Mechanisms to achieve consensus in the blockchain

Published on July 27, 2017

Mechanisms to achieve consensus in the blockchain

    Cryptocurrencies use distributed registers or blockchains to record information — first of all, about the balance of each address on value transfer platforms (for example, Bitcoin and most cryptocurrencies), although this approach can be applied to any information.

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    The key condition is that the network should collectively coordinate the contents of the register: it is distributed among all participants in the chain, rather than transferring centralized account management to one subject - for example, a bank.

    This network needs to maintain a consensus around the information recorded on the blockchain. The way to achieve this consensus affects the security and economic parameters of the protocol. Here are five examples of his achievement.

    1. Proof of Work (Proof of Work, PoW)


    Confirmation of performance is the first distributed mechanism for reaching consensus, created by the creator of Bitcoin, known under the pseudonym Satoshi Nakamoto. His example was followed by many cryptocurrencies, including Ethereum.

    In the case of PoW, all the computers on the network that are charged with maintaining the security of the blockchain (in the case of Bitcoin, they are called miners), are working on calculating a mathematical function called a hash. This is a fairly simple task (for a computer), but constantly recurring and, therefore, expensive in terms of computation. Computers compete to find a hash with special properties. The computer that calculates it first will receive confirmation that it has completed the necessary work and will be able to add a new block of transactions to the blockchain. As a reward, he will receive a tranche of freshly extracted bitcoins (currently 12.5 BTC per block or approximately every 10 minutes), plus all the small transaction fees that users paid for sending coins.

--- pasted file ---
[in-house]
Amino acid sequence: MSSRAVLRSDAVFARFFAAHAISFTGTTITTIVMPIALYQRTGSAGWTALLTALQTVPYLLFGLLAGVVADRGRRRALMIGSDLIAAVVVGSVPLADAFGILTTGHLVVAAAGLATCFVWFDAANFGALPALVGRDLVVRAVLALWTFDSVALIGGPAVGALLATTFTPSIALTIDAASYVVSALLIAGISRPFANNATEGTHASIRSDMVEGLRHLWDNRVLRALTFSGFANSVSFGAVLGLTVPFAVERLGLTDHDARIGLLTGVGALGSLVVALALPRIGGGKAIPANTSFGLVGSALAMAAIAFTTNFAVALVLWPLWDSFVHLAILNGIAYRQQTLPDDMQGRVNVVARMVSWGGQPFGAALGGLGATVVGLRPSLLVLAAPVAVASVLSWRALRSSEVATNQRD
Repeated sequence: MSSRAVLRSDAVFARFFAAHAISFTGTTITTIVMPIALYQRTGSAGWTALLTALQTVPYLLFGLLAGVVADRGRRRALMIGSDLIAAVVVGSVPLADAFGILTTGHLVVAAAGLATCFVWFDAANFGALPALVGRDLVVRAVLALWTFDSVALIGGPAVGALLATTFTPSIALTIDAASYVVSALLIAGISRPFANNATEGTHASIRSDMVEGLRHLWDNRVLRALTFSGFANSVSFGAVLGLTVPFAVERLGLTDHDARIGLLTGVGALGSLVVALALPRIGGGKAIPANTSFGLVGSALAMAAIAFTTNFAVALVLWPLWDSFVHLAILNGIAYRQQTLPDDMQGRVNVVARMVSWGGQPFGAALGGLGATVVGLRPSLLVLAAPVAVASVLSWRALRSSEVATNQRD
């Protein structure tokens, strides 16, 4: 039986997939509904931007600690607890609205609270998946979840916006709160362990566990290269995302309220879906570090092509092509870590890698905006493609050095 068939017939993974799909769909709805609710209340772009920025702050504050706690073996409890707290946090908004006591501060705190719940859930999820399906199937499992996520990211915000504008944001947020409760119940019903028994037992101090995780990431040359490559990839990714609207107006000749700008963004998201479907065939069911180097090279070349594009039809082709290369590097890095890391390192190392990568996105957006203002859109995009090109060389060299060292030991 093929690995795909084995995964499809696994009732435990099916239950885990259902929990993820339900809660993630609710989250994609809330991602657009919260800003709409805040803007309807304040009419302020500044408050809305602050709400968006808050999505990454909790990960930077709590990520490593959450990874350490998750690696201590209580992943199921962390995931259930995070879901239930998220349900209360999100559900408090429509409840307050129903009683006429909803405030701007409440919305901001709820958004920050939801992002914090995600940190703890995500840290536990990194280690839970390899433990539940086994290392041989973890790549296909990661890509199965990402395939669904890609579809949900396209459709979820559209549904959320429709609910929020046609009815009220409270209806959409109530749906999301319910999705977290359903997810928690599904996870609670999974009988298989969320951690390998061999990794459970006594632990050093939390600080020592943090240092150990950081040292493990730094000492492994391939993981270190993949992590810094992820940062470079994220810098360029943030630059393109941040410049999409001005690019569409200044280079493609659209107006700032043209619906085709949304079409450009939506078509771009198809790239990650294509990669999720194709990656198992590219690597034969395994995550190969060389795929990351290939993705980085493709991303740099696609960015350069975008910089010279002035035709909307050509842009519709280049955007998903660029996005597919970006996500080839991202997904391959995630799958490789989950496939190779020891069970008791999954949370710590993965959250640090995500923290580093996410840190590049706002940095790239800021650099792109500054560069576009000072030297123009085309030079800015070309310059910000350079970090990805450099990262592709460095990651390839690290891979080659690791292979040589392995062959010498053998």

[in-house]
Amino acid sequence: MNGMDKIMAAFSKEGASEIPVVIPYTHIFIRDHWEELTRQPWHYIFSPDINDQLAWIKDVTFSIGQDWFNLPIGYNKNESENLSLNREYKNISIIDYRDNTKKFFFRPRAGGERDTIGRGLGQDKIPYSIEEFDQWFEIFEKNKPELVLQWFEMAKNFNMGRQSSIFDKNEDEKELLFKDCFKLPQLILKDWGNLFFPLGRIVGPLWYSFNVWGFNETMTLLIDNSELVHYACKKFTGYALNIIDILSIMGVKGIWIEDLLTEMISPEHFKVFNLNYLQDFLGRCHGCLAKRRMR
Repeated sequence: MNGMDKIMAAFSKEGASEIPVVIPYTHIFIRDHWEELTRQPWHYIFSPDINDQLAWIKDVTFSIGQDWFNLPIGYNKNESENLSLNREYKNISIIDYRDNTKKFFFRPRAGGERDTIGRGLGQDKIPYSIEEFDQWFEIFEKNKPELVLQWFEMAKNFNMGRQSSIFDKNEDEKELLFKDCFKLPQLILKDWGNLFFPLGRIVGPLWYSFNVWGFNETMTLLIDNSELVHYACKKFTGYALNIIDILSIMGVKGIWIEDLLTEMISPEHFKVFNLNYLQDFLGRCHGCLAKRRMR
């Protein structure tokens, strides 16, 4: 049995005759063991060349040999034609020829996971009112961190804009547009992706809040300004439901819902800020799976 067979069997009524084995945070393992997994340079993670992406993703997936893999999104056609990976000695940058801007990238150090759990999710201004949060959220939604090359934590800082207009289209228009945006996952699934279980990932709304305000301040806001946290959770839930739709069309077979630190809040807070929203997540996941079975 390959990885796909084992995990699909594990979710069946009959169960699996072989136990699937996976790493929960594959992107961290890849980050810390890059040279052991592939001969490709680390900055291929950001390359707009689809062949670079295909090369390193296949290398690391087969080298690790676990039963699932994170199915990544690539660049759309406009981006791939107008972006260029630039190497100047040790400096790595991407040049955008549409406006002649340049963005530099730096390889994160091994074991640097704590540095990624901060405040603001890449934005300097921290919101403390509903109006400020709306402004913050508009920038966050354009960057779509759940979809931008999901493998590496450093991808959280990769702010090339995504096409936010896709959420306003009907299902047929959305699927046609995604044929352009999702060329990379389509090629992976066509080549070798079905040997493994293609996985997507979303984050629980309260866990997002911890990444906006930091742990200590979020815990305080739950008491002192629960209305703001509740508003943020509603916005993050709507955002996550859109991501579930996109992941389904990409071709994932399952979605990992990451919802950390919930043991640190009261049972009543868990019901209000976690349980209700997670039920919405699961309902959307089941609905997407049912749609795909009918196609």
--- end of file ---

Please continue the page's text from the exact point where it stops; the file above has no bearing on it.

PoW works on the following principle: adding a tranche of new transactions to the blockchain is expensive, but checking if the transactions are valid is very easy, thanks to the transparency of the register. Miners collectively confirm the validity of the entire blockchain, and transactions are not considered fully “confirmed” until several new blocks are added to them. If an attacker attempts to use the coins in an illegal way, his transactions will be ignored by the rest of the network. The only way for an attacker to commit such a fraud is to have a huge amount of computational power that allows you to mine block by block, and again and again the first of the entire network to receive confirmation of the work done. This method is called "attack 51%", because to implement it, you need to have more than half of the total network hash. The reality is that not a single miner can have such a share of hash. In other words, attempting such a fraud is 1) extremely expensive (because it requires equipment and electricity, and also carries opportunity costs caused by not working in the actual version of the blockchain and receiving rewards) and 2) is extremely unlikely. Therefore, it is better for miners (that is, more profitable) to remain honest. caused by the lack of work in the actual version of the blockchain and the receipt of remuneration for it) and 2) is extremely unlikely. Therefore, it is better for miners (that is, more profitable) to remain honest. caused by the lack of work in the actual version of the blockchain and the receipt of remuneration for it) and 2) is extremely unlikely. Therefore, it is better for miners (that is, more profitable) to remain honest.